Although a variety of chromium Werner complexes are known, as well as methods for their preparation, only certain ones have been found to be sufficiently responsive to high energy radiation to be useful as anchoring agents as contemplated by the present invention. For example, the following trivalent chromium Werner complexes, known in the art, are unsatisfactory for use in radiation curing: water-soluble Werner complex compounds in which trivalent nuclear chromium atoms are coordinated with acyclic carboxylic acido groups having at least 10 carbon atoms, as disclosed in US Pat. No. 2,273,040 to Iler; water-soluble Werner complex compounds in which trivalent nuclear chromium atoms are coordinated with cyclic carboxylic acido groups having at least 10 carbon atoms, as disclosed in US. Pat. No. 2,356,161 to ller; Werner complex compounds in which trivalent nuclear chromium atoms are coordinated with methylologen groups through organic acido groups, even though the art recognizes that other materials can polymerize through a methylol group in contact with the methylologen group of such a Werner complex, as disclosed in US. Pat. No. 2,544,667 to Goebel et al.; Werner complex compounds in which trivalent nuclear chromium atoms are coordinated with organic acido groups containing an XH radical, where X represents oxygen or R- substituted nitrogen, R being nitrogen or a hydrocarbon group, even though the art recognizes that many organic materials can polymerize in contact with the XH group of 5 the complex, as disclosed in US. Pat. No. 2,544,668 to Goebel et al.; and Werner complex compounds in which a trivalent nuclear chromium atom is coordinated with acyclic or carboxylic acido groups with at least carbon atoms, as disclosed in U.S. Pat. No. 2,552,910 to Steinman.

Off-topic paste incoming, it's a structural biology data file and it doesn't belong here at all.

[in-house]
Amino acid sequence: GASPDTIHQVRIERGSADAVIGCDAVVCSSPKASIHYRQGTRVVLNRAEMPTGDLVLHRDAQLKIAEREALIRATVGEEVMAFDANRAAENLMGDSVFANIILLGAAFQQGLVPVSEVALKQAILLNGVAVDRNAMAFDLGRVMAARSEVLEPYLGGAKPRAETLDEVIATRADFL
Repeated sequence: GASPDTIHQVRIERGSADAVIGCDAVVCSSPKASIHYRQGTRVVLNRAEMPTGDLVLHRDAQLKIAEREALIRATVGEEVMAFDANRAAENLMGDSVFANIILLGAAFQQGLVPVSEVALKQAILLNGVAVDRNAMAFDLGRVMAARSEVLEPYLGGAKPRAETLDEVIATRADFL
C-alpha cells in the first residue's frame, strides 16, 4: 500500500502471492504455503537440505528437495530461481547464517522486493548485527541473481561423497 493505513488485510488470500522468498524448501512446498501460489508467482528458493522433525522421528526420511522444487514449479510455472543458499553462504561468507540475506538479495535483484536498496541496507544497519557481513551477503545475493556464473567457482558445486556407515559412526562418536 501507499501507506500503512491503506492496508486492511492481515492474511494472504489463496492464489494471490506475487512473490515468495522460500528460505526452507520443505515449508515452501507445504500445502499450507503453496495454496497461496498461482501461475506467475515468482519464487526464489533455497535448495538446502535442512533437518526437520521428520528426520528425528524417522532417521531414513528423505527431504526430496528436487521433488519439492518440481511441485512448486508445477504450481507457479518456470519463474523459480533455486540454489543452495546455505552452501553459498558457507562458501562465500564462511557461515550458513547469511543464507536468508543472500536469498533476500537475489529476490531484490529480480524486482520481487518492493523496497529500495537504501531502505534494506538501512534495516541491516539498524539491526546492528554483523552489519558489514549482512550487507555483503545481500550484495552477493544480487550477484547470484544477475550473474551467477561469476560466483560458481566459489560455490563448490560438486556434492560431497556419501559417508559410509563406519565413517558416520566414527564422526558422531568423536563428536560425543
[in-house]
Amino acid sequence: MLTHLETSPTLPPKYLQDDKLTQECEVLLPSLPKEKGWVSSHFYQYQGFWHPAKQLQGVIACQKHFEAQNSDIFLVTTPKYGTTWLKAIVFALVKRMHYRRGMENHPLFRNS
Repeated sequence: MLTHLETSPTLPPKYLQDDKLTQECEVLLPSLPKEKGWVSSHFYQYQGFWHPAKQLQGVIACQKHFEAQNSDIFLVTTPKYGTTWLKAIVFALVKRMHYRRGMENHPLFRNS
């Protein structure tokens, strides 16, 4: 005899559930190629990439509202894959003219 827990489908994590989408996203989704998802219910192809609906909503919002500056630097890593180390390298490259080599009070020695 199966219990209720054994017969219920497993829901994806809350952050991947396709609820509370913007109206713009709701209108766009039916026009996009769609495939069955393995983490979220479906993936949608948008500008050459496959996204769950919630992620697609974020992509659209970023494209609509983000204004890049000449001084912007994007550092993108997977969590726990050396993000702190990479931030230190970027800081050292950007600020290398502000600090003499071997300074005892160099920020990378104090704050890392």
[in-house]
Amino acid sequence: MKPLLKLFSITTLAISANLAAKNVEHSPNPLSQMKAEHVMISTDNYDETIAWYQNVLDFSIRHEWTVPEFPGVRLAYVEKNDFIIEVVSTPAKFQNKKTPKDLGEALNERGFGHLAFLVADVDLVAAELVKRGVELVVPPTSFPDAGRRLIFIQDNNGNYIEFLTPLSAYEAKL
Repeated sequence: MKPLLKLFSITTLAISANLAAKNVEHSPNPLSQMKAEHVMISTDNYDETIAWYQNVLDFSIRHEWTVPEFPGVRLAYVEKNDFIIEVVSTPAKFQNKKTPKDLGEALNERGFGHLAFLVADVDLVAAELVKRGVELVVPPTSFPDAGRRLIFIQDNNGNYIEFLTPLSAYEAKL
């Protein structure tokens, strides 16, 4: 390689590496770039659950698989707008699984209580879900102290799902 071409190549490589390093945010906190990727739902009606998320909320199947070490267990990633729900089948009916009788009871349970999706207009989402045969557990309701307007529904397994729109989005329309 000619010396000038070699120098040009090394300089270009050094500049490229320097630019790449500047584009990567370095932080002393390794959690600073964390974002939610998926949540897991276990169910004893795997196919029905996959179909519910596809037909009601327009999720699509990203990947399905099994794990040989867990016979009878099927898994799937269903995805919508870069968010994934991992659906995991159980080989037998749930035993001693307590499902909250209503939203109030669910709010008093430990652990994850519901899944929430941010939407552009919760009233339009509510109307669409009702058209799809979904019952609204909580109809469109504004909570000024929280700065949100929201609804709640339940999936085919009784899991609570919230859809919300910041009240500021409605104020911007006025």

Those Werner complexes which are operative in accordance with the present invention are characterized by an organic unsaturated moiety, especially one having terminal unsaturation, that is, alpha to beta-unsaturation, or an ethylenic linkage. Werner complexes having radicals of conjugated -unsaturation may also be used. Exemplary unsaturated radicals include vinyl, allylic, acrylato, methacrylato, crotonato, ethylacrylato, and sorbato. It is postulated that the polar moiety or tail of a complex is attracted and becomes bonded to the substrate, particularly a metallic substrate, while the organic unsaturated moiety reacts with the polymerizable organic unsaturated resin.